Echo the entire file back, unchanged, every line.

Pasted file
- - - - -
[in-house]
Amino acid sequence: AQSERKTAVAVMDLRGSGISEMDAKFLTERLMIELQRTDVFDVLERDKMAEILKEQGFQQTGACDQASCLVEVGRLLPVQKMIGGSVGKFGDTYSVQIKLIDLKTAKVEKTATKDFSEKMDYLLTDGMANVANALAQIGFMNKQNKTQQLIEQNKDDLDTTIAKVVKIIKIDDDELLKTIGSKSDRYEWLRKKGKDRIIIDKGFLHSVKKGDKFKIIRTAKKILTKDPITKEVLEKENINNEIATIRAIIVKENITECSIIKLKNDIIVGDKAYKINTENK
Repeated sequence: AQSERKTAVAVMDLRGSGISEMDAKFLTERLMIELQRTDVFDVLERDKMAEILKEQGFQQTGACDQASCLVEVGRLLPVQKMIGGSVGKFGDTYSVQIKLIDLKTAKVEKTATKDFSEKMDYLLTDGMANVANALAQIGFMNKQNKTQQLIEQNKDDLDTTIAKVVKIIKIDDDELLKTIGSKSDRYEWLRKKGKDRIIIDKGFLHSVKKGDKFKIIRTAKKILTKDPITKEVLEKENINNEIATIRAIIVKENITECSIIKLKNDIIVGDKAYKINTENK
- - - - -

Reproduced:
[in-house]
Amino acid sequence: AQSERKTAVAVMDLRGSGISEMDAKFLTERLMIELQRTDVFDVLERDKMAEILKEQGFQQTGACDQASCLVEVGRLLPVQKMIGGSVGKFGDTYSVQIKLIDLKTAKVEKTATKDFSEKMDYLLTDGMANVANALAQIGFMNKQNKTQQLIEQNKDDLDTTIAKVVKIIKIDDDELLKTIGSKSDRYEWLRKKGKDRIIIDKGFLHSVKKGDKFKIIRTAKKILTKDPITKEVLEKENINNEIATIRAIIVKENITECSIIKLKNDIIVGDKAYKINTENK
Repeated sequence: AQSERKTAVAVMDLRGSGISEMDAKFLTERLMIELQRTDVFDVLERDKMAEILKEQGFQQTGACDQASCLVEVGRLLPVQKMIGGSVGKFGDTYSVQIKLIDLKTAKVEKTATKDFSEKMDYLLTDGMANVANALAQIGFMNKQNKTQQLIEQNKDDLDTTIAKVVKIIKIDDDELLKTIGSKSDRYEWLRKKGKDRIIIDKGFLHSVKKGDKFKIIRTAKKILTKDPITKEVLEKENINNEIATIRAIIVKENITECSIIKLKNDIIVGDKAYKINTENK